John Vogel

Commentator

John Vogel is a retired professor from the Tuck School of Business. His tenure at Dartmouth began in 1992, where he taught Real Estate and Entrepreneurship in the Social Sector, among other subjects. He was named by the “Business Week Guide” to Business Schools as one of Tuck’s “Outstanding Faculty” members.

When my father turned 35, the average life expectancy for a white male in the United States was approximately 66 and a half years. His own father never retired because he worked up until he died.

Vogel: The Pot Debate

Nov 1, 2017

In 2004, the Vermont Legislature essentially removed all state-level criminal penalties for the use and possession of marijuana for patients who got a letter from a physician.

Vogel: Housing Trends

Oct 13, 2017

It’s always dangerous to make predictions about the housing market in the United States.

Vogel: Block Grants

Sep 26, 2017

Proponents of block grants believe that funds can be administered more effectively at the state and local level, and that block grants allow for greater flexibility and innovation.

Vogel: Regulation Wisdom

Aug 15, 2017

In an ideal world, corporations would not need to be regulated. In fact, some companies, like Hypertherm, go far beyond what’s required. Hypertherm is well on its way to achieving its goal of sending zero materials to landfills from its 11 buildings in New Hampshire. But we don’t live in an ideal world, as the latest scandal from Wells Fargo Bank illustrates.

Vogel: Church And State

Jun 28, 2017

In the recent case of Trinity Lutheran v. Comer, the Supreme Court ruled in favor of Trinity Lutheran Church – potentially changing the way faith based organizations provide social services and whom they serve.

By 1787, when they met in Philadelphia, delegates knew they needed to fix or replace the Articles of Confederation. The balance of power between the thirteen States and the Federal Government wasn’t working. Congress couldn’t pay its debts from the Revolutionary War and couldn’t force States to contribute their share.

During the recent campaign for governor, several candidates suggested that Vermont should use some of its debt capacity to issue a housing bond. And while Governor Phil Scott didn’t come up with this idea himself, to his credit, he’s now adopted it and proposed a thirty five million dollar housing bond.

Vogel: Healthcare Advice

Mar 14, 2017

House Speaker Paul Ryan has unveiled his plan to repeal and replace the Affordable Care Act. One early headline from the New York Times sums it up this way: “Republican Health Proposal Would Direct Money from Poor to Rich.” A dramatic example, as reported by Business Insider, concludes that under the new plan the 400 wealthiest households in America get a tax cut of seven million dollars per household per year.

During the first three days of the Korean War, Seoul, South Korea was overrun and devastated. Today it’s a beautiful, thriving city with modern office towers, a world class subway system and a twenty-first century airport. But, just like the United States, South Korea is experiencing the loss of manufacturing jobs – a problem that South Koreans blame on technology and cheap labor from Indonesia.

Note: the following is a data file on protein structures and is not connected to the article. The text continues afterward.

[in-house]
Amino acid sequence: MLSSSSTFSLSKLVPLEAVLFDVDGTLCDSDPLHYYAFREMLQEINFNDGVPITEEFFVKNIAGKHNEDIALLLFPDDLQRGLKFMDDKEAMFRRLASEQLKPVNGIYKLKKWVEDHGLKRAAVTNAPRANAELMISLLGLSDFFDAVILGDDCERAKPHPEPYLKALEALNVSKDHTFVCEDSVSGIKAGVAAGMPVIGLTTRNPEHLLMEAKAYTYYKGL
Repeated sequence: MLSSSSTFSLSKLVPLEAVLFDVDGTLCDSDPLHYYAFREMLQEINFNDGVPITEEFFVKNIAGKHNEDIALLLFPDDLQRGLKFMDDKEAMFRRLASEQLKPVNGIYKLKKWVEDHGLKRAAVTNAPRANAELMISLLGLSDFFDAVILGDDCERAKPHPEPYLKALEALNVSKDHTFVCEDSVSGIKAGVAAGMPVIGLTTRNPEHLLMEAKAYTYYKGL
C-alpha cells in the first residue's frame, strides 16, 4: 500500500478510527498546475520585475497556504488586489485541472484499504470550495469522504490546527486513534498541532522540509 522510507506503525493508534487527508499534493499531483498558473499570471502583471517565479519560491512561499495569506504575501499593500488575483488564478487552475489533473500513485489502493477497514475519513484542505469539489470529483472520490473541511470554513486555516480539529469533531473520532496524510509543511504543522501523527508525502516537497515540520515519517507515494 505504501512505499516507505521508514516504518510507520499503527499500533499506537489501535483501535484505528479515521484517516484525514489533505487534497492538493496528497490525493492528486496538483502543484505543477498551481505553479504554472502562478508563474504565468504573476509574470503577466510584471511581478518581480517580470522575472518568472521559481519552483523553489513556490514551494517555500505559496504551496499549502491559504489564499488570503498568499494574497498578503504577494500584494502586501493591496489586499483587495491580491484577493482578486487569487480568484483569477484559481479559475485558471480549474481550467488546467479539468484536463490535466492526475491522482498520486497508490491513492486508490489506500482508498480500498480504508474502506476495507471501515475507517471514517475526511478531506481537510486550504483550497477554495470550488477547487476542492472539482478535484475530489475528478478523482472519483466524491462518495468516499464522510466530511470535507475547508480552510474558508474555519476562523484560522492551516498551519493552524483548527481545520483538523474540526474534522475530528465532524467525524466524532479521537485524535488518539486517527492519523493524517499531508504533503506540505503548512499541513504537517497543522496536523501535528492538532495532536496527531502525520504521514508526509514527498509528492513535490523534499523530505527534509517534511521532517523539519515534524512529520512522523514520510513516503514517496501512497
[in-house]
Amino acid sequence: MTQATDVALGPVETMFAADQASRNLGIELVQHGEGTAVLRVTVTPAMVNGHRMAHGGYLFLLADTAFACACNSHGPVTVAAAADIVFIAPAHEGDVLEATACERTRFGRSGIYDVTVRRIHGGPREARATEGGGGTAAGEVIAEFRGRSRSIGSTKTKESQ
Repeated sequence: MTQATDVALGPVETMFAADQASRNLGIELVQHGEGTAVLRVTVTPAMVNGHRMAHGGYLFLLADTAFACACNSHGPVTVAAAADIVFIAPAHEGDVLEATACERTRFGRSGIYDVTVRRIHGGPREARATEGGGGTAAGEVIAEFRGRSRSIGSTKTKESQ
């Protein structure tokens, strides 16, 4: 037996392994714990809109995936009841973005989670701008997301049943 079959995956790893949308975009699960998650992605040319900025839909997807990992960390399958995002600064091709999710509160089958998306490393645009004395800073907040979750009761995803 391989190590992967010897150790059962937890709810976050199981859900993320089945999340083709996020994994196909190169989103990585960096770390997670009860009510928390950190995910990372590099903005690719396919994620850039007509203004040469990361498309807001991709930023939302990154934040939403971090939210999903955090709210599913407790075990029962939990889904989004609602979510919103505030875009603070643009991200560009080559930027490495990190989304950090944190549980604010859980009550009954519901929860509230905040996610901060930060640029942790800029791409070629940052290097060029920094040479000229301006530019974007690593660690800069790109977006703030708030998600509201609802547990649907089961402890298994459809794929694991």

Vogel: Housing Bonds

Oct 3, 2016

Vermont has a housing problem. For low and moderate income residents, there’s a well-documented shortage of affordable, rental housing. For middle class families, home ownership opportunities are receding as housing prices continue to rise. In Burlington, home prices climbed 5.5% last year so that the median price of houses that are currently on the market is $319,000.

Vogel: Pre-Kindergarten

Jul 18, 2016

On July 1, Vermont became the fourth State to fund pre-Kindergarten for all its 3 and 4 year old children. It’s a good first step and speaks to an important need. According to Governor Shumlin, for 70% of the children in Vermont under the age of 6, both parents are in the labor force.

I wonder why we don’t treat housing vouchers like food stamps. Families who fall on hard times can get food stamps right away. But it can take years and even decades to get a housing voucher.

Vogel: Airplane Noise

Mar 29, 2016

Recently I’ve been spending time in the Burlington area and wondering why we have to put up with the ear splitting noise of military planes as they take off and land. The good news is that they're phasing out the F-16s. The bad news is they'll be replacing them with F-35s.

In 2014, the Vermont Department of Housing and Community Development hired Bowen National Research to conduct a statewide housing needs assessment. The study concluded that Vermont has a significant housing shortage, especially for families and seniors who make less than $20,000 per year.

Amid the barrage of proposals from Presidential candidates, I’ve been surprised that the issue of housing hasn’t come up.

For many of us, December is the month when we make the majority of our philanthropic donations.

Vogel: Hang Ups

Nov 30, 2015

On November 3rd Congress passed and President Obama signed the Bipartisan Budget Act of 2015. Most of us breathed a sigh of relief. 

Creating a just and rational Immigration system poses difficult, complex and critical questions.

Vogel: Tuck Builds

Aug 21, 2015

Twenty four Tuck students will spend this week in Hartland, Lyme and Springfield, swinging hammers, moving boulders and participating in a pre-orientation program called Tuck BUILDS. Like most of our best co-curricular ideas, Tuck BUILDS was created by a couple of enthusiastic Tuck students as an alternative to sailing in Maine and math camp.

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